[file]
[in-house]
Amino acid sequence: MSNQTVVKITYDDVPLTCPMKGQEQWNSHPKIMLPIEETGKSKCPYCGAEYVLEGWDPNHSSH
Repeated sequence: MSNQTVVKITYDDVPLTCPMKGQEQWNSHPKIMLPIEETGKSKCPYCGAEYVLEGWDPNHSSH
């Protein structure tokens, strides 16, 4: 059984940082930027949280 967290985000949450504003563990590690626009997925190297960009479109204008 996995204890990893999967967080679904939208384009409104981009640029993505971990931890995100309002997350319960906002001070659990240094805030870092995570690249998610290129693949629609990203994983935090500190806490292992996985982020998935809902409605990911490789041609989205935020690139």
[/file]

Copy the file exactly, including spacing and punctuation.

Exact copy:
[in-house]
Amino acid sequence: MSNQTVVKITYDDVPLTCPMKGQEQWNSHPKIMLPIEETGKSKCPYCGAEYVLEGWDPNHSSH
Repeated sequence: MSNQTVVKITYDDVPLTCPMKGQEQWNSHPKIMLPIEETGKSKCPYCGAEYVLEGWDPNHSSH
């Protein structure tokens, strides 16, 4: 059984940082930027949280 967290985000949450504003563990590690626009997925190297960009479109204008 996995204890990893999967967080679904939208384009409104981009640029993505971990931890995100309002997350319960906002001070659990240094805030870092995570690249998610290129693949629609990203994983935090500190806490292992996985982020998935809902409605990911490789041609989205935020690139």